Fred could be done with a series of nested do..while loops, one for each line of data. I showed only one such loop for simplicity. Adding one or two more would be a good exercise.

Conclusion

Transaction processing is a useful tool for improving the integrity of the data your application collects. With some careful planning early in the design phase, it is easy to use.

DDJ

Listing One

/* Start Wilma */
/*     if (Begin(ctTRNLOG|ctENABLE) == 0) { */
/*       printf("Error beginning transaction: %d\n", uerr_cod); */
/*     } */
    AddName ("Wilma", "Flintstone");
    AddPhone ("213-555-1212", "Home");
    /* "PL" for Paleolithic. */
    AddAddress ("1234 Jurassic Park", "", "Bedrock", "PL", "12345", "Home");
/*     if (Commit(ctFREE)) { */
/*       printf("Error committing transaction: %d.\n", uerr_cod); */
/*     } */
    printf ("LatestIndex is %ld\n", LatestIndex);
    /* End Wilma */

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Listing Two

/* Start Barney */
if (Begin(ctTRNLOG|ctENABLE) == 0) {
  printf("Error beginning transaction: %d\n", uerr_cod);
}
oops = AddName ("Barney", "Rubble");
oops |= AddAddress ("Box 432", "1244 Jurassic Park", 
                                          "Bedrock", "PL", "12345", "Home");
oops |= AddPhone ("213-555-5555", "Home");
oops |= AddPhone ("213-555-4444", "Work");

if (oops) {
  printf ("Transaction Failed!. Error is %d\n", oops);
  Abort ();                 /* Stop the transaction */
  StopUser ();              /* Close out the connection */
  ctrt_exit(4);
}
if (Commit(ctFREE)) {
  printf("Error committing transaction: %d.\n", uerr_cod);
}
printf ("LatestIndex is %ld\n", LatestIndex);
/* End Barney */

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Listing Three

/* Start Betty */
do {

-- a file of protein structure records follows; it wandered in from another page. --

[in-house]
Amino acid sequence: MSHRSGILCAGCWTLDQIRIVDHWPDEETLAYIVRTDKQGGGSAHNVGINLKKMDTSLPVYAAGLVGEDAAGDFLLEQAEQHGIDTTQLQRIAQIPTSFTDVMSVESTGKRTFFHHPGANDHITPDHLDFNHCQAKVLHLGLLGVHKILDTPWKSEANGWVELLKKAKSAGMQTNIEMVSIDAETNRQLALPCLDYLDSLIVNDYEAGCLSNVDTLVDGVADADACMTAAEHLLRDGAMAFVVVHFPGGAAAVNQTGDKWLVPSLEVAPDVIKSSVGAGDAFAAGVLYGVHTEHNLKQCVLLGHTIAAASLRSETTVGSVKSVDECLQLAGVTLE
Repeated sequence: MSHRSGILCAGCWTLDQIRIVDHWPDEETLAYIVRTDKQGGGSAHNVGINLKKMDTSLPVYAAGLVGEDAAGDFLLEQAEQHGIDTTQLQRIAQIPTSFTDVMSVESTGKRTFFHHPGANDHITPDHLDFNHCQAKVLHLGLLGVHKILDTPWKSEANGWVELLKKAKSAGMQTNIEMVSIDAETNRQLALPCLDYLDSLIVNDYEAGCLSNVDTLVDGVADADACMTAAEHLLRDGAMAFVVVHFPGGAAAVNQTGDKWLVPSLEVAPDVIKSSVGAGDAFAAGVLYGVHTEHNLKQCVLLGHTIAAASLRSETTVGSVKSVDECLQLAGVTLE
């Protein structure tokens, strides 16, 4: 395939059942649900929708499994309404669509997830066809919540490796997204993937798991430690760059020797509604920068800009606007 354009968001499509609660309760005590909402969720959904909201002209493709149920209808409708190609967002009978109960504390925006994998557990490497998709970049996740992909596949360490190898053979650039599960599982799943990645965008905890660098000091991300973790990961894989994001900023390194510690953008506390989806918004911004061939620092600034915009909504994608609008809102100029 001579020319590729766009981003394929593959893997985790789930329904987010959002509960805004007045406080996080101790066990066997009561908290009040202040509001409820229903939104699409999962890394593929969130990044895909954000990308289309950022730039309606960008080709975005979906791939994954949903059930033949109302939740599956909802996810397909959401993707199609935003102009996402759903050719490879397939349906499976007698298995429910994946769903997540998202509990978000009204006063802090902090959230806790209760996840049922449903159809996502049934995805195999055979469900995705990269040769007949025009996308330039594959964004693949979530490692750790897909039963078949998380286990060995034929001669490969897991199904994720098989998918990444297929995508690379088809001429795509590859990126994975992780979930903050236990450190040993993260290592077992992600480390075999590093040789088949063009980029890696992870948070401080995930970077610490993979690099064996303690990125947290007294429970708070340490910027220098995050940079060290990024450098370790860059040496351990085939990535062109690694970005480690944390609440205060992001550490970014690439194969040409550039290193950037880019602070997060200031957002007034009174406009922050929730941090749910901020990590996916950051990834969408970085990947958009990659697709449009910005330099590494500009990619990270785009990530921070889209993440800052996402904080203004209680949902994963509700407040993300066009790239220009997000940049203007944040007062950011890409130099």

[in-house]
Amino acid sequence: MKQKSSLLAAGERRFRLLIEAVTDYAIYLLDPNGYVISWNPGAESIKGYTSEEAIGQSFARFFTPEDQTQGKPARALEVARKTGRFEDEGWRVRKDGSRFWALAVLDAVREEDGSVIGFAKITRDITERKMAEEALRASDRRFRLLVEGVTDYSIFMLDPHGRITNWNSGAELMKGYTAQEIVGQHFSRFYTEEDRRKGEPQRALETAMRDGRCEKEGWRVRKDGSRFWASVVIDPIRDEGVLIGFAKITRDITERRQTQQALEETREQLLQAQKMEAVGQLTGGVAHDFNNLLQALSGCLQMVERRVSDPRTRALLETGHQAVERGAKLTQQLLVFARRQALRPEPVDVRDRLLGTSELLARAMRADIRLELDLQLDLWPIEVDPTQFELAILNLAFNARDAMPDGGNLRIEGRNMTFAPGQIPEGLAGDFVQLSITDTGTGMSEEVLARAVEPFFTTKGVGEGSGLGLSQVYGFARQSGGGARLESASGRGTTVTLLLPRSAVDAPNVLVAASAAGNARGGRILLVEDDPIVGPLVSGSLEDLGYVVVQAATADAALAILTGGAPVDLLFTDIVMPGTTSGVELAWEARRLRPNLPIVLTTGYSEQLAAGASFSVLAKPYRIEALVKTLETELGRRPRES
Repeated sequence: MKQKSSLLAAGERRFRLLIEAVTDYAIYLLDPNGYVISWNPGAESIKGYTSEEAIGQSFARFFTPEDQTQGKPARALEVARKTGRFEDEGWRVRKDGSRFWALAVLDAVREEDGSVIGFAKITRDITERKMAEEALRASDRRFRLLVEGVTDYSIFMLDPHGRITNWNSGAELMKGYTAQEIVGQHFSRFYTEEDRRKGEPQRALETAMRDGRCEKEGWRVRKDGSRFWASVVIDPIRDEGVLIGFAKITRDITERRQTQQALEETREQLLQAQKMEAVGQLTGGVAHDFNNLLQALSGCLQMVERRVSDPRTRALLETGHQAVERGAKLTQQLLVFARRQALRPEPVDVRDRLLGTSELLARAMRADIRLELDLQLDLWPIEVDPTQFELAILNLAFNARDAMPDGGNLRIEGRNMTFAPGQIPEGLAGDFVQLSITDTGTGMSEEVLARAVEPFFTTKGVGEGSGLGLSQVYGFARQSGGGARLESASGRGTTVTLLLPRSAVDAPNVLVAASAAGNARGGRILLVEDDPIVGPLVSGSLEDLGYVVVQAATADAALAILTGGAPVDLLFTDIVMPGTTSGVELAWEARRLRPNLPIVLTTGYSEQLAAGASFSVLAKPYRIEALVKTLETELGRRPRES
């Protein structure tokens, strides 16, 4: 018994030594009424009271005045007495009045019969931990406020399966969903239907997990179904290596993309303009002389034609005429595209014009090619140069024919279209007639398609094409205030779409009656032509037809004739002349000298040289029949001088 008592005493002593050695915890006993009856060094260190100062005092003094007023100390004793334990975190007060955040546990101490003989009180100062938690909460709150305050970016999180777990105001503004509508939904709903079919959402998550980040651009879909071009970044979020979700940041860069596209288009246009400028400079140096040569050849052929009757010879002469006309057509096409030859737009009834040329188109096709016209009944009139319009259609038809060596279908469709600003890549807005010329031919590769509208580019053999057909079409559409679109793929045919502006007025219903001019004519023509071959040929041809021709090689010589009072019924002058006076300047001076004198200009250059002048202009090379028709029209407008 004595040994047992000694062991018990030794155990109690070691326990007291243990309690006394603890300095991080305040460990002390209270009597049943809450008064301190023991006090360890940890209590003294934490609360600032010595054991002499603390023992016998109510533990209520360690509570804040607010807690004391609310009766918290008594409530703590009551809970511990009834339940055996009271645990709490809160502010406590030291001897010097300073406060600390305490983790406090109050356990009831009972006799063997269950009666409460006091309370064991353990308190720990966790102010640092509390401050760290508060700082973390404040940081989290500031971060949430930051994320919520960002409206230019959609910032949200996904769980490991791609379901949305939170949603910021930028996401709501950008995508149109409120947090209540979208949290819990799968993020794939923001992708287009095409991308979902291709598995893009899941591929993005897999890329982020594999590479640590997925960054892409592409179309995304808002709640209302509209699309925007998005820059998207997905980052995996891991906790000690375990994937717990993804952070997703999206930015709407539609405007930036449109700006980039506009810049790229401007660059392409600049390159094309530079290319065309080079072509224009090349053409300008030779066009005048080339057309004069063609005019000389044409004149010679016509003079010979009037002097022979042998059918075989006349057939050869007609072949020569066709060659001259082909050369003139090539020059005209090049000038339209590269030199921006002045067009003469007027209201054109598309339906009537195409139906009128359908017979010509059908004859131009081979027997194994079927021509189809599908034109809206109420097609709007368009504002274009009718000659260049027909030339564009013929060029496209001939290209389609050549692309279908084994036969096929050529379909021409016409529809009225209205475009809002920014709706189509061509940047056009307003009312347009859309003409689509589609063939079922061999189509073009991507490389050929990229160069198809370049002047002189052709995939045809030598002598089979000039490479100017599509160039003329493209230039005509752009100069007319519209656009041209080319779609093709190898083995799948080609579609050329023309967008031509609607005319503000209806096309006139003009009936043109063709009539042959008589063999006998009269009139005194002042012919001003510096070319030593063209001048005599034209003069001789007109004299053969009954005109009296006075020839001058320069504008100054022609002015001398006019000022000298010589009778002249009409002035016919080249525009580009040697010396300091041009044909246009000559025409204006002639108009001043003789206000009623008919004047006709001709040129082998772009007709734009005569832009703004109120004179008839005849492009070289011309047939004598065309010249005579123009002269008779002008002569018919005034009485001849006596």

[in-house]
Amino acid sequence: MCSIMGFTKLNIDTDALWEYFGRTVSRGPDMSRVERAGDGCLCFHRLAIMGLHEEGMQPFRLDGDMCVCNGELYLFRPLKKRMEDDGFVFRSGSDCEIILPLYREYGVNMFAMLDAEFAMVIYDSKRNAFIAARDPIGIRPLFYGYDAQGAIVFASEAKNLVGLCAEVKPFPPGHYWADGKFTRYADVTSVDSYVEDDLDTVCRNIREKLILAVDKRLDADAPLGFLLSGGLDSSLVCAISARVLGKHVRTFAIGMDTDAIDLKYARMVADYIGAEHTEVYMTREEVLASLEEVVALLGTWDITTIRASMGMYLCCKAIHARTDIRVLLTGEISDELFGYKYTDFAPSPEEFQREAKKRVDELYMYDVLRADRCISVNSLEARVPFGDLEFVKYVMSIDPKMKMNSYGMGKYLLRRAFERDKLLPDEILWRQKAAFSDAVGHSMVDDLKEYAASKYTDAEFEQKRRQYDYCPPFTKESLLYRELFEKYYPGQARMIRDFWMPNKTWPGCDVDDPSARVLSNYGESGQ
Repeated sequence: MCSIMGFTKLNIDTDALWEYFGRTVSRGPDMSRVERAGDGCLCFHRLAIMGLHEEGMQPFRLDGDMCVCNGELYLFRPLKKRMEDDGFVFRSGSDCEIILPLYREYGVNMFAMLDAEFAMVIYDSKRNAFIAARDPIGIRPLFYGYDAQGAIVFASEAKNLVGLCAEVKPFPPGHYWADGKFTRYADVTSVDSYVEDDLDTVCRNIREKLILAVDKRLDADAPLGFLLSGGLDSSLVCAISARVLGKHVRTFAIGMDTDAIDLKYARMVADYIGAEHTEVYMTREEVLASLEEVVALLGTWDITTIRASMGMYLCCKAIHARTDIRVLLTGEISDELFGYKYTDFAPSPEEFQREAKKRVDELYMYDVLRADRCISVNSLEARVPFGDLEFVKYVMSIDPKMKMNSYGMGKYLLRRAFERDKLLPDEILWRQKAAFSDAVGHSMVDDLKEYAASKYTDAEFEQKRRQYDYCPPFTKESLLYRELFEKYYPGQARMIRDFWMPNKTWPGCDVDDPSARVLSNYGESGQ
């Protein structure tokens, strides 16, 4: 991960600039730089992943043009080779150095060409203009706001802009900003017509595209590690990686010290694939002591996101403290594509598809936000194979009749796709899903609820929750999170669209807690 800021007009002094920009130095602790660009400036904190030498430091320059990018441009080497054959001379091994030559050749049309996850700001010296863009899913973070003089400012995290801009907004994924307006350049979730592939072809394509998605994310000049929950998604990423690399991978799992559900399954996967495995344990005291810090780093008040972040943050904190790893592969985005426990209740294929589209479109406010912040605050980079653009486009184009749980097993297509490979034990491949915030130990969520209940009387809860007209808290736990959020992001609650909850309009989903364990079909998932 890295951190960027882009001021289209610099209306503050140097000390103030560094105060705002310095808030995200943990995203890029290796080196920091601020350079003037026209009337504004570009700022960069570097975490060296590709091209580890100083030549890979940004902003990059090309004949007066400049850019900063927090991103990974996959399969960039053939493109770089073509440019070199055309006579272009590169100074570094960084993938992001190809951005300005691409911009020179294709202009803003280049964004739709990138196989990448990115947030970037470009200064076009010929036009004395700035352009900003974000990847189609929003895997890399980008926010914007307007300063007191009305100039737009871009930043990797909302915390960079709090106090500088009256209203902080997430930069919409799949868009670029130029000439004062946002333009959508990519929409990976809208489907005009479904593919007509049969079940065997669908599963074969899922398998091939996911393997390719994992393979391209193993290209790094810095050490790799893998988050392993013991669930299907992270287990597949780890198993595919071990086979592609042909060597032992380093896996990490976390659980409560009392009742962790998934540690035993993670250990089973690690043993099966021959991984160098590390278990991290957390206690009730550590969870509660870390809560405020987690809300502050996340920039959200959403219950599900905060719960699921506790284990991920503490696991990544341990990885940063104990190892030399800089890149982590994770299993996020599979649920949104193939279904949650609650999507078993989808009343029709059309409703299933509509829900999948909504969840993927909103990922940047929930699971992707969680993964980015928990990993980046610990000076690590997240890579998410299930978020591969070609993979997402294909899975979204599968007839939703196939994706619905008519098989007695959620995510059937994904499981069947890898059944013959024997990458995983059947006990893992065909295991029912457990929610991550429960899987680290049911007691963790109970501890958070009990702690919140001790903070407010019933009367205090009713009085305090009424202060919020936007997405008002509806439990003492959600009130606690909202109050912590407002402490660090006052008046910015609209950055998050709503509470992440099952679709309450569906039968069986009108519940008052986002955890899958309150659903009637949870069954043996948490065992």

if (Begin(ctTRNLOG|ctENABLE) == 0) {
    printf("Error beginning transaction: %d\n", uerr_cod);
  }
  oops = AddName ("Betty", "Rubble");
  oops |= AddPhone ("213-555-5555", "Home");
  oops |= AddAddress ("Box 432", "1244 Jurassic Park", 
                                      "Bedrock", "PL", "12345", "Home");
  if (oops) {
    Abort ();               /* Stop the transaction */
    cycles++;
    if (cycles > 5) {
      printf ("Transaction Failed after 6 tries!");
      StopUser ();          /* Close out the connection */
      ctrt_exit(4);
    }
  }
} while (oops);
if (Commit(ctFREE)) {
  printf("Error committing transaction: %d.\n", uerr_cod);
}
printf ("LatestIndex is %ld\n", LatestIndex);
/* End Betty */

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Listing Four

/* Start Fred */
if (Begin(ctTRNLOG|ctENABLE) == 0) {
  printf("Error beginning transaction: %d\n", uerr_cod);
}
AddName ("Fred", "Flintstone");
AddPhone ("213-555-1212", "home");
cycles = 0;
/* Save our position in the transaction for now */
SavePoint = SetSavePoint ();
do {
  /* Try it */
  oops = AddAddress ("1234 Jurassic Park", "","Bedrock","PL","12345","Home");
  oops |= AddPhone ("213-555-6666", "work");
  oops |= AddPhone ("213-555-7777", "mobile");
  /* Were we sucessful? */
  if (oops) {
    /* No, go back on our transaction. */
    cycles++;
    if (cycles > 5) {
      printf ("Transaction Failed after 6 tries!");
      Abort ();             /* Stop the transaction */
      StopUser ();          /* Close out the connection */
      ctrt_exit(4);
    } else {
      RestoreSavePoint (SavePoint);
    }
  }
} while (oops);
if (Commit(ctFREE)) {
  printf("Error committing transaction: %d.\n", uerr_cod);
}
printf ("LatestIndex is %ld\n", LatestIndex);
/* End Fred */